The sculpture is mounted on a ‘blade’ made from 12mm grade 316 plate that was painted to reduce visibility within the water, so the sculpture appears to float on the surface. As the support structure is bolted into the floor immediately above a carpark, extensive water proofing was required.

Ms Mills said the sculpture was more than 2 years in the making from when it was first conceived. Fabrications Australia and Consulting Engineer, Bernie Davis from Opus, worked together with her design to overcome challenges such as the structural support and ensure a proper balance of geometry, constructability and aesthetics.

Mr Davis said it was the team focus on this total balance that ensured a happy client.

Fabrications Australia Director Shannon Molenaar said the project was a true collaboration that evolved over time. Key issues for the fabrication team were structural integrity and long-term durability.

Ms Mills said she chose to work with stainless steel because no coatings were required. She wanted a mirror finish as it requires very little maintenance and it reflects the environment, making the artwork seem lighter.

For this piece, she envisaged a form of transport halfway between a plane and a boat that would sit lightly on the surface of the water as if it is about to take off, yet from above it would appear like a winged insect that has just landed. Her goal was to create a ‘stillness’ – a space for reflection, transition and transformation.

She said her initial concepts of a sky boat and transition tied in beautifully with the Sumerian myth of Inanna and the location within the library water court in the cultural precinct. According to the myth, Inanna (the queen of heaven) travels in her sky-boat to visit Enki (the lord of wisdom) who lives in a watery abyss and gives Inanna divine decrees to transform her city into a new centre of civilisation and culture.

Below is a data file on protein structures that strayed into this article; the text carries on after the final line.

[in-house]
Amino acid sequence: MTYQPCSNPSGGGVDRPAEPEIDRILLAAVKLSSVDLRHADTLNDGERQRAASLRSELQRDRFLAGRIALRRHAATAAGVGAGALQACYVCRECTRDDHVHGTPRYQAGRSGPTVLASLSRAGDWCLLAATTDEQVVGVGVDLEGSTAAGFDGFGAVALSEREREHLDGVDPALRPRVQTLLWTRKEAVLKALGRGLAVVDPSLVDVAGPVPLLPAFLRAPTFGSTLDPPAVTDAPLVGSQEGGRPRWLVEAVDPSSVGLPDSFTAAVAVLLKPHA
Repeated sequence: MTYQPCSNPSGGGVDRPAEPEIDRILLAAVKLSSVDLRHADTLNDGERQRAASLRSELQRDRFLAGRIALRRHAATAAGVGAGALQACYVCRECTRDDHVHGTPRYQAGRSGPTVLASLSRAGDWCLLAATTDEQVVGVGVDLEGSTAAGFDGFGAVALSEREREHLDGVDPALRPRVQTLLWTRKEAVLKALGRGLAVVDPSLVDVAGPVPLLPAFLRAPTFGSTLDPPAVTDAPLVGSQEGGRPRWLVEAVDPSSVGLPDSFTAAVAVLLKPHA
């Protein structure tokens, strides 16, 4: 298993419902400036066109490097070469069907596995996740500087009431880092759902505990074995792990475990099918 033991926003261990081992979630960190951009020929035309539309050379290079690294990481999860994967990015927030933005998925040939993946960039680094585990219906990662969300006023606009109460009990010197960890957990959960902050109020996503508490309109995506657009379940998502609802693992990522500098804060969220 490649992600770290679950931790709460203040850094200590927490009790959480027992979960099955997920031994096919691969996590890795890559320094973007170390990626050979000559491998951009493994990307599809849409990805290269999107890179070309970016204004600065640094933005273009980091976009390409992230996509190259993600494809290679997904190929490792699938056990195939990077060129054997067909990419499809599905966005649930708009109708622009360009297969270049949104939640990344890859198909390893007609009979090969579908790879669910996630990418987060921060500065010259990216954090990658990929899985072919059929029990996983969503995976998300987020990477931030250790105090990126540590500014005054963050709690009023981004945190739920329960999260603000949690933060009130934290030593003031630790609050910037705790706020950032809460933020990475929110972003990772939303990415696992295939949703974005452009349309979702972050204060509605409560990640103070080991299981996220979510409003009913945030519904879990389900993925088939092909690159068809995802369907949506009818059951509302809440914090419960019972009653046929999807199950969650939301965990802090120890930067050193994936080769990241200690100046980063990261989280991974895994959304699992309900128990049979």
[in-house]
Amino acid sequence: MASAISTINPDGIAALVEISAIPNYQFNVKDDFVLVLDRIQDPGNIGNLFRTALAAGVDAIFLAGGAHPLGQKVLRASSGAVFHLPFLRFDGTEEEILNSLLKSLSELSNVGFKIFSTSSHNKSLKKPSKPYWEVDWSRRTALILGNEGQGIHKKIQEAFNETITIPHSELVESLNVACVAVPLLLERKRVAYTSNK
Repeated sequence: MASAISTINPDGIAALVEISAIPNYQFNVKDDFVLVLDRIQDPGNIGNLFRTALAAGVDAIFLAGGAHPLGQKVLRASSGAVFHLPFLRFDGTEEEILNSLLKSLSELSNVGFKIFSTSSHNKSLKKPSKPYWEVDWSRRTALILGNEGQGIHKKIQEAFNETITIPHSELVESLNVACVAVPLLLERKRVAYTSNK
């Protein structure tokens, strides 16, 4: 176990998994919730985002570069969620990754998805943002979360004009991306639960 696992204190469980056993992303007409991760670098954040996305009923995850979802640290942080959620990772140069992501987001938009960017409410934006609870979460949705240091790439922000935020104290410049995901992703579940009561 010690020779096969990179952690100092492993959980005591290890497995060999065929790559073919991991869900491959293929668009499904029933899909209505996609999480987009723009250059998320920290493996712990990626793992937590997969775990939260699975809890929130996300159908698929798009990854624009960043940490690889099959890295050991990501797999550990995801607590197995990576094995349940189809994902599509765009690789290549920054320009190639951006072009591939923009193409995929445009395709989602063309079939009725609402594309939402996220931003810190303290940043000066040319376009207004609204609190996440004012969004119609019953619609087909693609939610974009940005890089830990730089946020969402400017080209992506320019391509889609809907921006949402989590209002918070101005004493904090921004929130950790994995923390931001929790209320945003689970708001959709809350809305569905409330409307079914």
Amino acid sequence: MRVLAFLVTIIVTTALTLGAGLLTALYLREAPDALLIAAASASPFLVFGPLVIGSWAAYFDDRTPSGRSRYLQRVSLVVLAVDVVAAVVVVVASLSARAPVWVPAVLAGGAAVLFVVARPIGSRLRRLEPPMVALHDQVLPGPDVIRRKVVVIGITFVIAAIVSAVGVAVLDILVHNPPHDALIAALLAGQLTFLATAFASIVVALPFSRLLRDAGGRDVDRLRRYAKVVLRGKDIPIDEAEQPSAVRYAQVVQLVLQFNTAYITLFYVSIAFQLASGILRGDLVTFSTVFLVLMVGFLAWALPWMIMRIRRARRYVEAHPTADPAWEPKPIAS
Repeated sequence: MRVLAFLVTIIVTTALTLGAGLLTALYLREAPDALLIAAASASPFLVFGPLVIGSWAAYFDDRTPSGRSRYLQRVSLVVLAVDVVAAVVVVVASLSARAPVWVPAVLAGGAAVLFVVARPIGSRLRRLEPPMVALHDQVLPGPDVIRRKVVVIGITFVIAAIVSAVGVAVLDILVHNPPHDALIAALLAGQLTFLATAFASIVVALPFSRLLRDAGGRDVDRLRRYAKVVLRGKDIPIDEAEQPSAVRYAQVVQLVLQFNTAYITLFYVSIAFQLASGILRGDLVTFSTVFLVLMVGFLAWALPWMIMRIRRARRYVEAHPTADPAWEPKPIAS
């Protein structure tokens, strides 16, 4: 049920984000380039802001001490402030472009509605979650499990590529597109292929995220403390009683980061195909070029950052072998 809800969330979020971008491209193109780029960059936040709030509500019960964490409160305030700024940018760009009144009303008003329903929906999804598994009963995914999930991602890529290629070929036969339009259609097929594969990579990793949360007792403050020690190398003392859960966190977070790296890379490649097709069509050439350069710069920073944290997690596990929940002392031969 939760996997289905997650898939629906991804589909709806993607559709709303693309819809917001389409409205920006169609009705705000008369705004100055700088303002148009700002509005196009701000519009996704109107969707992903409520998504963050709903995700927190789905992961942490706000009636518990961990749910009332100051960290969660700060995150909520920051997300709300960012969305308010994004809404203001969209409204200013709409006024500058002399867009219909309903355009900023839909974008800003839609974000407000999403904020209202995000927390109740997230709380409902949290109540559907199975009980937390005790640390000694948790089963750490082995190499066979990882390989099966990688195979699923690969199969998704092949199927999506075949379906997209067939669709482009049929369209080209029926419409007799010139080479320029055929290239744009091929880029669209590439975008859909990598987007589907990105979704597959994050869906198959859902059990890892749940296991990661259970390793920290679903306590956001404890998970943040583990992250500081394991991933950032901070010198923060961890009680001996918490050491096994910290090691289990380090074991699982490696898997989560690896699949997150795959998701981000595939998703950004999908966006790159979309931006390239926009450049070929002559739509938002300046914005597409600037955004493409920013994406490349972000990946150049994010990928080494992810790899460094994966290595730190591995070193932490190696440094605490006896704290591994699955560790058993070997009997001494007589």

The end result of this successful collaboration is an artwork that purveys a sense of peacefulness while showcasing the versatility and durability of stainless steel in a water environment.

Images courtesy of Wendy Mills.

This article is featured in Australian Stainless magazine - Issue 50, Summer 2011/12.

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Stainless vision

Inspiration from Medieval Tale

Posted 4 May 2011

Ascalon

The lance used by St George to slay the dragon in Medieval mythology - Ascalon - has inspired a stunning addition to Perth’s St George’s Cathedral forecourt.

Ascalon portraitAscalon, designed by Perth artist Marcus Canning and New York based Christian de Vietri, was chosen as the winning piece from an international competition attracting 99 entries.

The sculpture features an 18m grade 316 stainless steel telescopic pole with a mirror finish, surrounded by a billowing white fibre reinforced plastic (FRP) ‘cape’, which represents St George on his steed.